Is Beyoncé still a pop star? This is a question I have been asking myself for the past week. Because I moved around Brooklyn. Where her latest album is constantly exploding from cars and portable speakers, it provides the soundtrack to late summer barbecues and block parties. I saw a man playing renaissance loudly through his phone while dining in a restaurant (no one complained).
I’ll Challenge You To Find A Music Critic
Beyoncé’s cultural prowess is undeniable. With his 28 Grammy Awards, he has won the most accolades of any singer in history. Millions of albums have been sold. He is one of a handful of performers who can fill a stadium on tour. I’ll challenge you to find a music critic who doesn’t count him as one of the most influential American artists of the past few decades.
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One of the songs topped the Billboard charts
This is probably why people are sometimes surprised to hear that Beyoncé hasn’t reached the top of the singles charts in nearly 15 years. The last time one of her songs topped the Billboard charts – the traditional benchmark for success – was in 2008 with “Single Ladies”. His other number one hits as a solo artist occurred between 2003 and 2006.
8th most popular song on Spotify after Harry Styles and Bad Bunny
“Break My Soul”, the lead single from Renaissance, reached number seven on the Billboard charts. Leaving acts like rapper Jack Harlow and singer Lizzo behind. At the time of writing this, “Break My Soul” was the eighth most popular song on Spotify in the US, behind Harry Styles and Bad Bunny.
At 40 and two decades into his career
At the age of 40 and more than two decades into her career, Beyoncé turned to creating albums as a form of conceptual art. It’s been at least a decade since he fully participated in the pop music industrial complex. Through which stars will agree to endless interviews, appearances and performances in exchange for radio plays and spots on impressive streaming playlists.
Away from sporadic Instagram posts, distance yourself from the public
Unlike some artists who are “always on”, Beyoncé takes six years between albums. Apart from sporadic Instagram posts, she distances herself from the public. In doing so, she has landed in a unique position: her cultural influence is greater than her commercial prowess.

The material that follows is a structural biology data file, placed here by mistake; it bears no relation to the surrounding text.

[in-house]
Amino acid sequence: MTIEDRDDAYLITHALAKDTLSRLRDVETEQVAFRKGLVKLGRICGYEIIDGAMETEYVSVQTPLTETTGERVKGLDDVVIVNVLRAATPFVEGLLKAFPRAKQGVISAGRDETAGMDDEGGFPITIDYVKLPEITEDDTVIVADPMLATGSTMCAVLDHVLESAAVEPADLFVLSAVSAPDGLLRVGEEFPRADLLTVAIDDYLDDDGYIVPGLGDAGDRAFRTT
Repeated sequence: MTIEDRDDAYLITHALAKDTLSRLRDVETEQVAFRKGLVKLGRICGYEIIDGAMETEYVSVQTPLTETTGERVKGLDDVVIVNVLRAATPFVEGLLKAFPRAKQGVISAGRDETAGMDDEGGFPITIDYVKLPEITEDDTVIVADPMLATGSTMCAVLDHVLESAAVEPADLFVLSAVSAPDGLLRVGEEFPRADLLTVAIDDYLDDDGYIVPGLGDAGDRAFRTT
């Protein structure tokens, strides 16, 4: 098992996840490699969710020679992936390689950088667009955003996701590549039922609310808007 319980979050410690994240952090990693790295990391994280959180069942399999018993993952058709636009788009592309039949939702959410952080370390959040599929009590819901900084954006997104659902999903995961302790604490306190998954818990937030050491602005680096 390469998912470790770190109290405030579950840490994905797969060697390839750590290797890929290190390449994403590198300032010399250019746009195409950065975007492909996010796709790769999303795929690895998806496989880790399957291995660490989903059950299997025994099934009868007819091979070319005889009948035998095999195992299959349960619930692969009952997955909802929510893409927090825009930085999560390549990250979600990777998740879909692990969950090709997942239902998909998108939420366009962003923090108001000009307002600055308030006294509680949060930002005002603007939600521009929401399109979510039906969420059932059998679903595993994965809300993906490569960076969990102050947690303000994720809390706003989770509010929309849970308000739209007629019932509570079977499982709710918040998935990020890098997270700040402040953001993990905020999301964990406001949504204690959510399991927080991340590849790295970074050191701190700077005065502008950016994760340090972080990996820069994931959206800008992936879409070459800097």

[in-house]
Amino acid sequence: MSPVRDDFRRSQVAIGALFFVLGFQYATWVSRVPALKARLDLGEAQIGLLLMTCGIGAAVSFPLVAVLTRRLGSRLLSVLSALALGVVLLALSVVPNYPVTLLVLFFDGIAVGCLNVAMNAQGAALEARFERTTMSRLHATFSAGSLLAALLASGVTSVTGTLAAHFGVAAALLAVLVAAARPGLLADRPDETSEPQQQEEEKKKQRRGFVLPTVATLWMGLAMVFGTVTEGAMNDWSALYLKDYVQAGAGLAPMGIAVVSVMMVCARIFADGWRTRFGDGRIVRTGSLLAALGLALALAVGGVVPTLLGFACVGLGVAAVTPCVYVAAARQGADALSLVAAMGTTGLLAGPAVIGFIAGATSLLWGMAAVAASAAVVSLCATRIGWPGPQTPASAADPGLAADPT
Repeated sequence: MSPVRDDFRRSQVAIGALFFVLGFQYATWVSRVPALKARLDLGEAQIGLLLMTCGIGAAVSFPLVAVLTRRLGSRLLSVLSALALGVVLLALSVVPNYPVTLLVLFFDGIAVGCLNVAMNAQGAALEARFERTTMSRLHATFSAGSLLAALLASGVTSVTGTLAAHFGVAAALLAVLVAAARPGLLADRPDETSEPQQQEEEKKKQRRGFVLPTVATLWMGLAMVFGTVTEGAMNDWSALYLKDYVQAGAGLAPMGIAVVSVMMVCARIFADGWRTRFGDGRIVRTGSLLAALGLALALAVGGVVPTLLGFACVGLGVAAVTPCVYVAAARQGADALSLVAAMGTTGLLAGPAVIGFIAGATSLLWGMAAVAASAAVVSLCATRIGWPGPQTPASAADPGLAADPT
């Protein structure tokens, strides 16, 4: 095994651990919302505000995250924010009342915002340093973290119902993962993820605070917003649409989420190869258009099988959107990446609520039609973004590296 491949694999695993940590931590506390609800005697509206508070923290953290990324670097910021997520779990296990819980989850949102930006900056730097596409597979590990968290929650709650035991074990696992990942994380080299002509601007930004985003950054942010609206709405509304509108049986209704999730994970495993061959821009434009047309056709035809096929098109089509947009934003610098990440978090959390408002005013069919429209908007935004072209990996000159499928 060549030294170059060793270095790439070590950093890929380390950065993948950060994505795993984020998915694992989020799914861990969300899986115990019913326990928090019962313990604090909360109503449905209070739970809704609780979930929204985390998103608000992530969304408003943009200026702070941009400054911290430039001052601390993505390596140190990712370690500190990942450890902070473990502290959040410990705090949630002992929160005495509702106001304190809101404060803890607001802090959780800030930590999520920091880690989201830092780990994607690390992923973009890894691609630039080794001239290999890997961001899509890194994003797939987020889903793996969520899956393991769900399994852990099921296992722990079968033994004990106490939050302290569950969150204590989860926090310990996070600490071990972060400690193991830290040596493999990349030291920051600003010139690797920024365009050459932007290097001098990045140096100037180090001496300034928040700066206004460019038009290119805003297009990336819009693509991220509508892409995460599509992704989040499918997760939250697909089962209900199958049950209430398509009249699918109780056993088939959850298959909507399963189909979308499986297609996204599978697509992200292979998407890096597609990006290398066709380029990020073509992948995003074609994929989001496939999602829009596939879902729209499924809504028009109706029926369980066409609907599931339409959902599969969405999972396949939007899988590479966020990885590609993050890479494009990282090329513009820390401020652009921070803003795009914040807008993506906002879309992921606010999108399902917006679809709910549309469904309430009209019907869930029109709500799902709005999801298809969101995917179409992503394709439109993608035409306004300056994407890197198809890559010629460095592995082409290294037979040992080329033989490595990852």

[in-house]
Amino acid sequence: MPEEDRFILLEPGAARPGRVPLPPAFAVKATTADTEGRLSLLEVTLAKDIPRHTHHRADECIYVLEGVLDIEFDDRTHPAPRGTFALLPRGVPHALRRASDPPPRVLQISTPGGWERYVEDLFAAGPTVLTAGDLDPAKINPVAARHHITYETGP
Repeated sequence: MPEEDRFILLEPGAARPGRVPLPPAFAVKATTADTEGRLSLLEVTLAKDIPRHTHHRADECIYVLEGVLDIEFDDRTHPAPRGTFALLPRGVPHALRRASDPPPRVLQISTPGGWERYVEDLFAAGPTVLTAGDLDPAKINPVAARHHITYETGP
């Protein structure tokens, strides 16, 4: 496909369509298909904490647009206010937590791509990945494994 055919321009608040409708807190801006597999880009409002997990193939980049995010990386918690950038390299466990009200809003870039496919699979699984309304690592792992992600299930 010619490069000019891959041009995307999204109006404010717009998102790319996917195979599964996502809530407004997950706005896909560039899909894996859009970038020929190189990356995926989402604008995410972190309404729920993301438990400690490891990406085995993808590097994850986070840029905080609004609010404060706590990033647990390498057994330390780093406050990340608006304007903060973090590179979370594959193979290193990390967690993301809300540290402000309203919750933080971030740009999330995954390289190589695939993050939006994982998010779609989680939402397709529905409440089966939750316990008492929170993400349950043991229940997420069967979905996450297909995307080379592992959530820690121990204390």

Music analyst and former Billboard journalist Tatiana Sirisano
Tatiana Sirisano, a music analyst and former Billboard journalist, has described Renaissance as “the best real-time experiment ever” on how the changing music landscape is affecting what it means to be a superstar. Because online streaming has caught the attention of the viewers.
Music blog Hits Daily Double predicted that Renaissance would sell approximately 325,000 “album equivalent units” in its first week – a measure that includes stream, digital download, CD and vinyl sales. In 2022, that’s a solid number. This would almost certainly make it the best-selling album of the week.
Peers like De Gaga hit first week sales in the 2010s
But peers like Adele, Taylor Swift, and Lady Gaga garnered $1 million in first week sales in the 2010s. This is also significantly smaller than Beyoncé’s US sales for her self-titled 2013 album, which earned 617,000 in its first three days, or 2016’s Lemonade with 653,000.
With Renaissance Rollout, Beyoncé Is Herself Today’s Commercial
accepts realities. Her last two albums were dropped without warning, gaining attention through surprise – a tactic that others would copy for the rest of the decade. And for three full years, Lemonade was only available to stream on her husband’s small streaming platform, Tidal.
full of magazine covers and social media posts
But since Lemonade, streaming has overtaken CD sales as the main source of music revenue. This time around, Beyoncé has opted for a decidedly more traditional rollout, complete with a major single, Vogue magazine cover, and social media posts. He made his first appearance on TikTok. She’s also selling “box sets” of merchandise for fans to buy. Including a renaissance CD – a tactic pop stars have used to juice up sales numbers.
Music site Pitchfork called it a “challenging, densely-referenced album”.
It’s too early to know whether these moves will produce Beyoncé’s first big pop breakout in a long time. But the album has retained its cultural influence. The spotlight has been shone on great black musicians like Grace Jones and Nile Rodgers, enticing the public to sample collections of house, Afrobeats and disco music for decades. Music site Pitchfork described it as a “challenging, densely-referenced album that circles around its like-minded, Billboard-charting peers”. and maybe that’s it